My friend Jan Whitaker wrote me with a bit of Raymond's trivia that I did not know and hope you will all enjoy reading.
In 1998 Robert C. Schaye, who had served as president for the once great Boston institution, died and in his Boston Globe obituary a bit of trivia was found and recently located by Jan.
Raymond's department store was a fixture in downtown Boston for 100 years. Its spokesman was "Uncle Eph," a bewhiskered top-hatted swamp yankee with an eye for a bargain and a problem with spelling.
Every year, with much fanfare (and advance publicity), "Uncle Eph" arrived at South Station and was led to the store by a marching band to celebrate "originashun day," the anniversary of the opening of the store.
In 1872, the year of the Great Boston Fire that destroyed much of the downtown shopping district, George J. Raymond pitched a tent downtown and sold an assortment of hats he bought at a fire sale. His family-operated store soon became a permanent fixture on Washington Street. At one time Raymond's also operated outlets in Dedham, Lynn, Malden, Quincy, and Waltham. The firm filed for bankruptcy in 1972 and closed shortly thereafter.
According to Boston legend (and a story published in the Globe on May 12, 1957) Uncle Eph first arrived on the scene many years ago, when Frank Dorr, the general manager of Raymond's, received a letter postmarked Slatersville, R.I., and addressed: "The Big Mogul at Raymond's Where U Bot Th' Hat.'
The letter was from the Rev. Harvey B. Eastman of the Congregational Church in Slatersville, and related in familiar language and abysmal spelling how the preacher had been sending away for many years for Raymond's merchandise.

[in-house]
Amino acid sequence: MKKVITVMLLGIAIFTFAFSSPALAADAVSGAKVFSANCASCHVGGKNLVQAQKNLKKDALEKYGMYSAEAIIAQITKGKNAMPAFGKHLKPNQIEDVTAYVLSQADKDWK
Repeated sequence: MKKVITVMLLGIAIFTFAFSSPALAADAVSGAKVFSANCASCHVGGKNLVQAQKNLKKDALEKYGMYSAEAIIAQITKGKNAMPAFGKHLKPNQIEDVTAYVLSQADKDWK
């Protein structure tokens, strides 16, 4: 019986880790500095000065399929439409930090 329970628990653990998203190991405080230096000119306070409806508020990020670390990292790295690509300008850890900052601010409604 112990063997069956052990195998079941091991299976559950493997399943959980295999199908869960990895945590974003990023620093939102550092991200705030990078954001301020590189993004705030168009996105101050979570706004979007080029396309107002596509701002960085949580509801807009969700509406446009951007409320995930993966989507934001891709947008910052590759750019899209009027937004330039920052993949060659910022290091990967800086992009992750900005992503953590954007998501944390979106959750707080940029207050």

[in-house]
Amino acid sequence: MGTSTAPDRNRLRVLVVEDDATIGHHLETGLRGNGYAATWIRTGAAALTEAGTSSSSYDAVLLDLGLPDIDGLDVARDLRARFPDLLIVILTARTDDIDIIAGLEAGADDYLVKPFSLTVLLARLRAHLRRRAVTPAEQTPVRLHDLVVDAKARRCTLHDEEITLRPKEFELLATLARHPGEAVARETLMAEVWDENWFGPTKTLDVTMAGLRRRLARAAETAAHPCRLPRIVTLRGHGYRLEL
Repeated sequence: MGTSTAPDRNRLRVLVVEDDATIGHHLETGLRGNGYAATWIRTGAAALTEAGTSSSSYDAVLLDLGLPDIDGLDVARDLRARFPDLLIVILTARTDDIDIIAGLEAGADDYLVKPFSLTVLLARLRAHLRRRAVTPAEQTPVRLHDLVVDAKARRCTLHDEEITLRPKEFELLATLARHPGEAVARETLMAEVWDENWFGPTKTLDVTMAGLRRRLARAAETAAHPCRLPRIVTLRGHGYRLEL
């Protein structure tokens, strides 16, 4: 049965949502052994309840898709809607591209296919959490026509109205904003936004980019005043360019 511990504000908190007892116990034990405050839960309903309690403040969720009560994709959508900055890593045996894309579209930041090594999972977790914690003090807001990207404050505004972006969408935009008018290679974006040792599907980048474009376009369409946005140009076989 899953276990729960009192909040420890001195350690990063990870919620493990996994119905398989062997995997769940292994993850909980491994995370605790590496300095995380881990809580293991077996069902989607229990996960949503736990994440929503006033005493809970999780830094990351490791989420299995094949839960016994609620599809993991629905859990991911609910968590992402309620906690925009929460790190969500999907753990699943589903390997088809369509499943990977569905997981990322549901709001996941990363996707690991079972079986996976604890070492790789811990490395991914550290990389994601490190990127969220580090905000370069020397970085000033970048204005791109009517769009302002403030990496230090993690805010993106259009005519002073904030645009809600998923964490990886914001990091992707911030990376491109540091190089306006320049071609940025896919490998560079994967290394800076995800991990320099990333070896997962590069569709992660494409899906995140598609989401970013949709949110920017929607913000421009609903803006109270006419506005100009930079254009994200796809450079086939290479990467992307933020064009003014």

"After `awl these years," he wrote, `thot I'd set right down and write you how awl-danged pleased Ida' been with your guds and th' way they guv me years uf long wear."
To show his appreciation, The Reverend, "Uncle Eph," was coming to Boston Town to make a "speshul" trip to see Raymonds and thank 'em.
Mr. Dorr knew an opportunity for good publicity when he saw one. He met Eph with a marching band when his train arrived at South Station and thus was born a Boston tradition.
And now I present a few examples of 1920's adverts from a few Boston papers which showed Unkle Eph and his unique spellings. The adverts in the 1920's were large and almost always a full page. Each contained a message from dear old Unkle Eph to fill us in on the goings on in his special world. Lessons to be learned and values to be found in the patchwork of buildings that made up the famous Raymond's Department Store on the corner of Washington and Franklin Streets. I will also repost a photo from the last days of Raymond's in this location before it was torn down to make way for the new BIG Woolworth's of the late 60's.
Thanks Jan! Enjoy!
ps...."Unkle Eph" always spelled his name this way. The Globe just had to fix it:-)